Reports have claimed that after 32 long years, Chikungunya, a viral disease that spreads through mosquitoes, has resurfaced affecting lakhs of people across India.
The disease is characterised by high fever that lasts for around 7 to 10 days, and is usually associated with, painful joints, headache, vomiting, fatigue and nausea. The disease that is transmitted by the mosquito Aedes aegypti is usually not fatal. Officials at the NICD have stated that they have collected 30 blood samples from patients who have shown the symptoms of the disease. They expressed their fears that the virus, in the capital could be in an incubation period, with more cases turning up in the next few weeks.
AdvertisementThe National Institute of Communicable Diseases (NICD) have announced that 3 of the 6 blood samples collected by them have tested positive for the deadly disease. The officials also mentioned that all the 3 patients who were of the age groups 27 to 30 had visited Andhra Pradesh, which is one of the states that has been affected badly by Chikungunya, in the past month. The health officials have stated that the disease has not been seen in Delhi before.
A senior NICD official said, "We had received blood samples of six patients from three city hospitals, of which three have tested positive. Their clinical picture, along with antibody titre count of above 160 confirmed our worst suspicions." The health minister A Ramadoss, was of the opinion that prevention against the disease is its only cure. He stated that the ministry has sent guidelines to various states for the control of an outbreak.
This temporary debilitating condition has been affecting people for the past six months. There are no vaccines for the treatment and the only line of treatment are with paracetamol and fluids. The officials have cautioned that the people have to be more careful and not let water accumulate, as it could be an ideal breeding ground for the mosquito. It also has to be mentioned that as this species is a day-biting mosquito, the common mosquito nets would be of no help.
It has been reported that 7 states have been badly affected by the virus, mosquito that also causes dengue. Andhra Pradesh has reported 76,000 suspected cases so far, and Madhya Pradesh with around 40,000 cases so far. It was also stated that Gujarat, which has never had the disease in the past, has seen over 25,000 cases of Chikungunya this time.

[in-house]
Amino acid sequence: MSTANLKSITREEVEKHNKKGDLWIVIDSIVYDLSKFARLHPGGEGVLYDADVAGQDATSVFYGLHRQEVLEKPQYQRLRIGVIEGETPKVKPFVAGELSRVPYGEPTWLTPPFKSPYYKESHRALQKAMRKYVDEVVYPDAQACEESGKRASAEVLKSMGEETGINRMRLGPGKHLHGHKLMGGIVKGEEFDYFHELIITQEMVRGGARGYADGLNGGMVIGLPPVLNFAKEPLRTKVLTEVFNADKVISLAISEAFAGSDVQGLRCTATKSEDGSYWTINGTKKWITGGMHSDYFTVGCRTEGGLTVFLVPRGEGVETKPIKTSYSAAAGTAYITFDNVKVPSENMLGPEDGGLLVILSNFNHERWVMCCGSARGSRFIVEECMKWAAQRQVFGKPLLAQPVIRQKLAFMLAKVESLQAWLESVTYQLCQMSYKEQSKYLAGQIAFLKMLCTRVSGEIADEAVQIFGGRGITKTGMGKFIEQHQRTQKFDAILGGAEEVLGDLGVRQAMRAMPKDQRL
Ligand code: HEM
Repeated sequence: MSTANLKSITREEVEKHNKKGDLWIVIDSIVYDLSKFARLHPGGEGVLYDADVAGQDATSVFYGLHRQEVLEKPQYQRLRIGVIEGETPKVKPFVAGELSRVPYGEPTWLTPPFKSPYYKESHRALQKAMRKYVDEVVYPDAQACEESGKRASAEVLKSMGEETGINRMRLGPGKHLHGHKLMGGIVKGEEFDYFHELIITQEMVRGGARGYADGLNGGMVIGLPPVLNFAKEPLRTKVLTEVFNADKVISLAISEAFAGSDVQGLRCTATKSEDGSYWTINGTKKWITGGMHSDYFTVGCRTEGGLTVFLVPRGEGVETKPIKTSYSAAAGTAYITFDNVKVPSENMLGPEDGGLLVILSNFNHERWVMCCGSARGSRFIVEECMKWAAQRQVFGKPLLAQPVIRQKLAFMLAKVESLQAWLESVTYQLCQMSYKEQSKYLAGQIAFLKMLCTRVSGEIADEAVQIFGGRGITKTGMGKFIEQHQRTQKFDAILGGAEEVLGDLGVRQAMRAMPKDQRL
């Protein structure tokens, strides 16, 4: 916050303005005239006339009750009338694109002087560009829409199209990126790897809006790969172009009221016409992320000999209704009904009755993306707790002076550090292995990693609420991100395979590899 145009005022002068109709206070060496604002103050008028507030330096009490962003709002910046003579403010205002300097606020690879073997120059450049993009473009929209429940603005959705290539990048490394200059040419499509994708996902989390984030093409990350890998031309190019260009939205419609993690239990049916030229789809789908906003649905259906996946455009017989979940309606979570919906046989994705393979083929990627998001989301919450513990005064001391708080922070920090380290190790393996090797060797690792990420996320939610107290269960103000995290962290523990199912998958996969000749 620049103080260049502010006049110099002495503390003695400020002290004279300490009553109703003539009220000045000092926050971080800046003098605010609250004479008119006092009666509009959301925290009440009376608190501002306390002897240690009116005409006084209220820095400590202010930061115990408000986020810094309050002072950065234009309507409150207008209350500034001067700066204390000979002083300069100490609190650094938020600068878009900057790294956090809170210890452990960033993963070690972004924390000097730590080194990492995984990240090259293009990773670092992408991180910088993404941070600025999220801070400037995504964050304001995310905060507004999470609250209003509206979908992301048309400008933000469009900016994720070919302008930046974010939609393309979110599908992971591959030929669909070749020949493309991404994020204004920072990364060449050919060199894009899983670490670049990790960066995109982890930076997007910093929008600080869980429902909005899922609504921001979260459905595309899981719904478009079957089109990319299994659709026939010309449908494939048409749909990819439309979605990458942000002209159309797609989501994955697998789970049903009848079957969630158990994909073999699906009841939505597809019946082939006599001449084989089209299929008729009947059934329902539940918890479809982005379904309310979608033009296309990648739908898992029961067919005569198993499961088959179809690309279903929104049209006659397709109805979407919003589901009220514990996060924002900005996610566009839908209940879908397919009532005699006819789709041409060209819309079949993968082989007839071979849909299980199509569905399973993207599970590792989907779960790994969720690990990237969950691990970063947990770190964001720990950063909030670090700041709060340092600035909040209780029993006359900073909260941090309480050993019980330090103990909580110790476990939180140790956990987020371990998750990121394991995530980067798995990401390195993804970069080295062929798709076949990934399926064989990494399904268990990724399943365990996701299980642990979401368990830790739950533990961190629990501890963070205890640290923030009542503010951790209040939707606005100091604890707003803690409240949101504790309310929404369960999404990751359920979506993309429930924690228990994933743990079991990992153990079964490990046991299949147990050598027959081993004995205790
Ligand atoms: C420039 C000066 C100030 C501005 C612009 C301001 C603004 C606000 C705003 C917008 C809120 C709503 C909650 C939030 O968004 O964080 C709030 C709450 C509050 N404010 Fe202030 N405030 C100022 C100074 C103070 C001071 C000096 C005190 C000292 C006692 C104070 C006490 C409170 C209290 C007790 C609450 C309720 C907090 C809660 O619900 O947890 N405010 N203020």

Maharashtra is amongst the worst hit of all states where around three lakh cases have been reported, with the first confirmed case this year was in Balamtakali village in the Ahmednagar district. The disease but within a few days spread to other places, with reports pouring in from other districts as far apart as Nashik and Parbhani. Previously in 1965 the disease, for the first time ever struck extensively in Maharashtra, in Nagpur.
Karnataka has been reported to be second worst hit state in the list. Here though has no deaths have occurred, at least seven lakh people were affected since December. Many people hold the authorities to blame for not having given enough support in time to control the spread of the disease. Critics claim that the authorities awoke from their slumber only after several districts had been affected. Chikungunya has also affected over 65,000 people across Tamil Nadu over the past few weeks.
The Health ministers of Karnataka, Andhra Pradesh, Tamil Nadu and Maharashtra had met in Bangalore in the last week of July with an aim for working out a joint strategy to combat the disease. Critics had expressed that it was little too late as the disease had by then itself spread across the borders.
Experts say that such epidemics due to vector borne disease are emerging because of changing lifestyles. PL Joshi. Director, National Vector borne disease control program said, "Water scarcity makes people store water. Migration and ecological factors are leading to these epidemics. Also immunity in the population is low so they are more susceptible to the disease."
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